A paint binder or adhesive prepared by hydrolyzing casein powder in water with lime (calcium oxide). Lime casein is a clear, viscous solution that dries to form a water-insoluble film. Lime casein has a high pH (9.0-9.9) compared to ammonium casein (8.0-9.0), and borax casein (7.0-7.8). Lime casein is often used as a ground or size for wall paintings on lime plaster, gypsum plaster and stone. It dries to a brittle, insoluble, matte film. Occasionally a plasticizer, such as glycerol or sorbitol and a preservative, such as phenol, are added to the solution. Lime casein is also used as a paint binder. Because of its alkalinity, however, its pigment palette is limited (see fresco pigments). Earlier conservation uses have included lime casein as a consolidant for wall paintings and wall plaster.
Synonyms and Related Terms
caseinato de calcio (Esp.); lime-casein; casein adhesive; casein glue; calcium caesinate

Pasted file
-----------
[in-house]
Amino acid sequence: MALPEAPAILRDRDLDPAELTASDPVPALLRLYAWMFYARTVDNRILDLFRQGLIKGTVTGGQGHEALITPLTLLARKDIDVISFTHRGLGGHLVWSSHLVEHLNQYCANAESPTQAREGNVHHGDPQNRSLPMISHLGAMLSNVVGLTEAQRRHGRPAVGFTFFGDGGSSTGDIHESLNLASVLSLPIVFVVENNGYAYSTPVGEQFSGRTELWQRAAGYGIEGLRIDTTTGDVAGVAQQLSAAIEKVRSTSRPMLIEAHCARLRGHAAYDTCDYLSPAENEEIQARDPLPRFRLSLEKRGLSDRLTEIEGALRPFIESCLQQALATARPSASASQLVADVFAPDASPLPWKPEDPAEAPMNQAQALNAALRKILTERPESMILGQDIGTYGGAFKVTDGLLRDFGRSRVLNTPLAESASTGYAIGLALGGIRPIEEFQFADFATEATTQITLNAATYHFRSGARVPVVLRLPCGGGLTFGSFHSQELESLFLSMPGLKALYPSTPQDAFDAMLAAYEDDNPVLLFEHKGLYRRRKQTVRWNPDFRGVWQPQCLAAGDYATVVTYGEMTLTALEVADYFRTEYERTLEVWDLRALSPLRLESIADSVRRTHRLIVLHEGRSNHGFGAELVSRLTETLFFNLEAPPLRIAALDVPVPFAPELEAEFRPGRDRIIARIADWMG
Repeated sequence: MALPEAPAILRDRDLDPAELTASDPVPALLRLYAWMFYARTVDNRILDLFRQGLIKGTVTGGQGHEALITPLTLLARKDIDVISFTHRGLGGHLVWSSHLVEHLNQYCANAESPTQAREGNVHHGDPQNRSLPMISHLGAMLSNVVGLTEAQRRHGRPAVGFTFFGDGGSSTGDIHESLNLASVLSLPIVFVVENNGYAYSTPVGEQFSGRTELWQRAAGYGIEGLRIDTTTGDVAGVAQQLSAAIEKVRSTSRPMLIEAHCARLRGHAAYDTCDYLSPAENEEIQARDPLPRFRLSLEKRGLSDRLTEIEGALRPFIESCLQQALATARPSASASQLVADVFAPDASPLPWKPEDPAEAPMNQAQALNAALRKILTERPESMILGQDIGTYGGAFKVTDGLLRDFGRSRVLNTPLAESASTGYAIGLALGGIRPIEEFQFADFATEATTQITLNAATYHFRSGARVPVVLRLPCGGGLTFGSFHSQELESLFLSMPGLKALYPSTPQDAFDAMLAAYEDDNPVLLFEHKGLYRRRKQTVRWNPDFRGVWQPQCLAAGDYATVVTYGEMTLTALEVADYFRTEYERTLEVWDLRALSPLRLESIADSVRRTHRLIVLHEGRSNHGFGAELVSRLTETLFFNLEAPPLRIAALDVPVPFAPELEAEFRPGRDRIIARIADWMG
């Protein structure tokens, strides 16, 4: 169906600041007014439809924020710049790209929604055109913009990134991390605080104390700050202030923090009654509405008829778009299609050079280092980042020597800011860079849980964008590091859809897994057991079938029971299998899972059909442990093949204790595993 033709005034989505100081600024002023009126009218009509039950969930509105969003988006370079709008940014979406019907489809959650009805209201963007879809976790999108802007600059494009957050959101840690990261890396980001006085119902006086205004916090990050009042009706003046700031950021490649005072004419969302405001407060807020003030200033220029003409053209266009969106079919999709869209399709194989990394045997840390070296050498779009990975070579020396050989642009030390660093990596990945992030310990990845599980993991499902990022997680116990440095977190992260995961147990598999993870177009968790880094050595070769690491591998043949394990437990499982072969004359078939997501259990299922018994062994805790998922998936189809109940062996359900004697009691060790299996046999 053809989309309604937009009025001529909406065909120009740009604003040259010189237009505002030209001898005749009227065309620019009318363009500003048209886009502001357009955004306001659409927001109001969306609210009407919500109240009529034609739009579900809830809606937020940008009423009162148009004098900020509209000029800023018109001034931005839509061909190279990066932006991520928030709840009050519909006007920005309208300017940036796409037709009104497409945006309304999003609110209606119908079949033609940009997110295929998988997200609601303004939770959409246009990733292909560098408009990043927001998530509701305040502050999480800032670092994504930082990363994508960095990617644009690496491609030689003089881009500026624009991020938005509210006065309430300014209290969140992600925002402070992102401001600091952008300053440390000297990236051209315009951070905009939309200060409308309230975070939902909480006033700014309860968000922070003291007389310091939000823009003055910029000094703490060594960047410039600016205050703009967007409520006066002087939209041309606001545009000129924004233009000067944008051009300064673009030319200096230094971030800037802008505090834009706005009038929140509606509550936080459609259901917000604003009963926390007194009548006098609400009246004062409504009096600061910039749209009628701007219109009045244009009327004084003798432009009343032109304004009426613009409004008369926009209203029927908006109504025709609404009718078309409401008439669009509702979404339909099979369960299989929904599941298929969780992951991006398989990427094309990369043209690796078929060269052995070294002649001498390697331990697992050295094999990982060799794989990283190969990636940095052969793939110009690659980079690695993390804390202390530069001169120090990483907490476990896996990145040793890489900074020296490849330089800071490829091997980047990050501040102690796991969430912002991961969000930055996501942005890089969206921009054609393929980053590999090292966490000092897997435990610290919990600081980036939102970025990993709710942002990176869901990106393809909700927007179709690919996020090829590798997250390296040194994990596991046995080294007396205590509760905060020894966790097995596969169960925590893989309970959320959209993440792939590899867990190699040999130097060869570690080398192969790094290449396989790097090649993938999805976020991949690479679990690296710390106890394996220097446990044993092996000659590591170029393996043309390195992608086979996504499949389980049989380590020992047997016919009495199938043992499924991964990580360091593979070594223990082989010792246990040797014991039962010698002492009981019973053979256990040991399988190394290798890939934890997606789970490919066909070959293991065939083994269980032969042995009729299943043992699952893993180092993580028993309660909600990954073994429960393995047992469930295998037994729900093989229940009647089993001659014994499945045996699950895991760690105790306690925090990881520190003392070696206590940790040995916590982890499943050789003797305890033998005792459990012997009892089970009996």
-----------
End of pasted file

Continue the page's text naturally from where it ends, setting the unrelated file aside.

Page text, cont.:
Hazards and Safety
Casein is susceptible to biodeterioration, especially in humid environments.
° H.K.Salzberg, "Casein Glues and Adhesives" in Handbook of Adhesives, I.Skeist (ed.), Van Nostrand Reinhold, New York, 1977, p.158-171.
° K.Wehlte, The Materials and Techniques of Painting, Van Nostrand Reinhold Co., New York, 1975.
Sources Checked for Data in Record
- Kurt Wehlte, The Materials and Techniques of Painting, Van Nostrand Reinhold Co., New York, 1975
- Irving Skeist, Handbook of Adhesives, Van Nostrand Reinhold Company, New York, 1977
- Website address 1 Comment: http://www.jcms.ucl.ac.uk/issue5/cons98.html#farmakalidis